Millions of Canadians suffer from heartburn at least once a month, not to mention the hundreds of millions of dollars they spend each year on antacids to provide relief from this ailment.
The chief symptom of heartburn is a burning sensation in the lower chest, just below or behind the breast bone, along with a sour or bitter taste in the throat and mouth.
The problem lies with the faulty functioning of the valve that controls the flow of food from the esophagus (food pipe) to the stomach. When this valve is not functioning properly or is weakened, or too much pressure is placed on it, acid backs up from the stomach to the esophagus, giving rise to a burning sensation.
The good news is that heartburn is highly preventable by a modification of lifestyle and the cultivation of good habits.
Here are some practical steps you could take to prevent heartburn:
- Maintain a healthy weight: Obesity and overweight give rise to a myriad of health problems and heartburn is one of them. Excess weight puts pressure on your abdomen, pushing up your stomach and causing acid reflux. Being overweight is a major risk factor for heartburn.
- Eat small meals frequently: Eat five small meals instead of two or three large meals. A large meal stays longer in the stomach and puts greater pressure on the oesophageal valve, increasing the chances of acid reflux.
- Loosen your belt: Wearing a tight belt puts greater pressure on the stomach and oesophageal valve, again causing reflux.
- Stay upright after eating: Stay upright for about three hours after eating to prevent reflux. Do not try to lift heavy objects off the floor or bend over to remove weeds from your garden.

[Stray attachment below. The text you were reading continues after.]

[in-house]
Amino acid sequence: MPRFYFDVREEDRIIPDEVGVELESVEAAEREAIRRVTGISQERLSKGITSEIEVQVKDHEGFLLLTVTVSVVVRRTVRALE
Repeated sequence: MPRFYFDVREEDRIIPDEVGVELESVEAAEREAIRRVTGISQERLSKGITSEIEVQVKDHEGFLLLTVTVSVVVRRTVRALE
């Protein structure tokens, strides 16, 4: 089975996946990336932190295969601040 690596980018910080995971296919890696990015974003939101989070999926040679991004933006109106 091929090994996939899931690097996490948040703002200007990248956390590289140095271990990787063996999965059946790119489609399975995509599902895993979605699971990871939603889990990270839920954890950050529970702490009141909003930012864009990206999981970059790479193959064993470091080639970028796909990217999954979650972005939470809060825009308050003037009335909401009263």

- Mind your bedtime manners: Stop eating at least three hours before bedtime. If you’re particularly bothered by nighttime heartburn, elevate the head of your bed by about six to nine inches by placing a foam wedge (available at drug stores) under your upper body. Do not use pillows for this purpose.
- Know your heartburn triggers: Most people with heartburn have specific triggers. Common culprits are fatty and fried foods, spicy dishes, tomatoes and tomato products, citrus fruits, garlic, onions, colas, coffee and tea, and alcohol. Reduce or eliminate these foods one at a time and see how your heartburn responds. Some common medications could also trigger heartburn. Check with your doctor.
- Quit smoking: Smoking is associated with innumerable health problems, heartburn being one of them. Smoking stimulates the production of stomach acid, thus contributing to heartburn.
Although most cases of heartburn are mild and treatable by the above means, you should seek medical advice if your heartburn episodes are severe and frequent and over-the-counter antacids provide little relief.